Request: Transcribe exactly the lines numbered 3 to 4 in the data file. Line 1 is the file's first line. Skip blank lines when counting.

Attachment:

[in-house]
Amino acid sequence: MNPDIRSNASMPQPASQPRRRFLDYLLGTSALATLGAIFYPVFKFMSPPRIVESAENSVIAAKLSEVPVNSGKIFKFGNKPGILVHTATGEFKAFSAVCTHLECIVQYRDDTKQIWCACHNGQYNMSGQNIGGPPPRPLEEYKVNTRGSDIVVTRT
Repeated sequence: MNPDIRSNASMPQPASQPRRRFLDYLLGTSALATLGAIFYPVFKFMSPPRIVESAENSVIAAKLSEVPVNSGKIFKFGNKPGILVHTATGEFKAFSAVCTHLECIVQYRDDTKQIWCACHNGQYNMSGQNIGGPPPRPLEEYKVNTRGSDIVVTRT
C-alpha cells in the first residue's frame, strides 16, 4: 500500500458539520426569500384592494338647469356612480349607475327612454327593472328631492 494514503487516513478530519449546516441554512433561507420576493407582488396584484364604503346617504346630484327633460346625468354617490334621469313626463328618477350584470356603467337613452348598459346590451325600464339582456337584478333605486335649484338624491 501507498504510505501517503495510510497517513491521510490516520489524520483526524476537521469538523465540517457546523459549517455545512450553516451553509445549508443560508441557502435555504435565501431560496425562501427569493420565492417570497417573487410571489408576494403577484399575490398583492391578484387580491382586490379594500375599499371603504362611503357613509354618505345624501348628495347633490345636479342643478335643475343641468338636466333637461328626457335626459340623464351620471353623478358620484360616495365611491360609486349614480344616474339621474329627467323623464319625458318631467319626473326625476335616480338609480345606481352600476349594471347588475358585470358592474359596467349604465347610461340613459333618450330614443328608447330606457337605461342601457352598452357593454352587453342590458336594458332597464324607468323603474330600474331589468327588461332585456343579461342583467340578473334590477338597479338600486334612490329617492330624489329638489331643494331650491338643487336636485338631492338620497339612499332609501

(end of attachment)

Repeated sequence: MNPDIRSNASMPQPASQPRRRFLDYLLGTSALATLGAIFYPVFKFMSPPRIVESAENSVIAAKLSEVPVNSGKIFKFGNKPGILVHTATGEFKAFSAVCTHLECIVQYRDDTKQIWCACHNGQYNMSGQNIGGPPPRPLEEYKVNTRGSDIVVTRT
C-alpha cells in the first residue's frame, strides 16, 4: 500500500458539520426569500384592494338647469356612480349607475327612454327593472328631492 494514503487516513478530519449546516441554512433561507420576493407582488396584484364604503346617504346630484327633460346625468354617490334621469313626463328618477350584470356603467337613452348598459346590451325600464339582456337584478333605486335649484338624491 501507498504510505501517503495510510497517513491521510490516520489524520483526524476537521469538523465540517457546523459549517455545512450553516451553509445549508443560508441557502435555504435565501431560496425562501427569493420565492417570497417573487410571489408576494403577484399575490398583492391578484387580491382586490379594500375599499371603504362611503357613509354618505345624501348628495347633490345636479342643478335643475343641468338636466333637461328626457335626459340623464351620471353623478358620484360616495365611491360609486349614480344616474339621474329627467323623464319625458318631467319626473326625476335616480338609480345606481352600476349594471347588475358585470358592474359596467349604465347610461340613459333618450330614443328608447330606457337605461342601457352598452357593454352587453342590458336594458332597464324607468323603474330600474331589468327588461332585456343579461342583467340578473334590477338597479338600486334612490329617492330624489329638489331643494331650491338643487336636485338631492338620497339612499332609501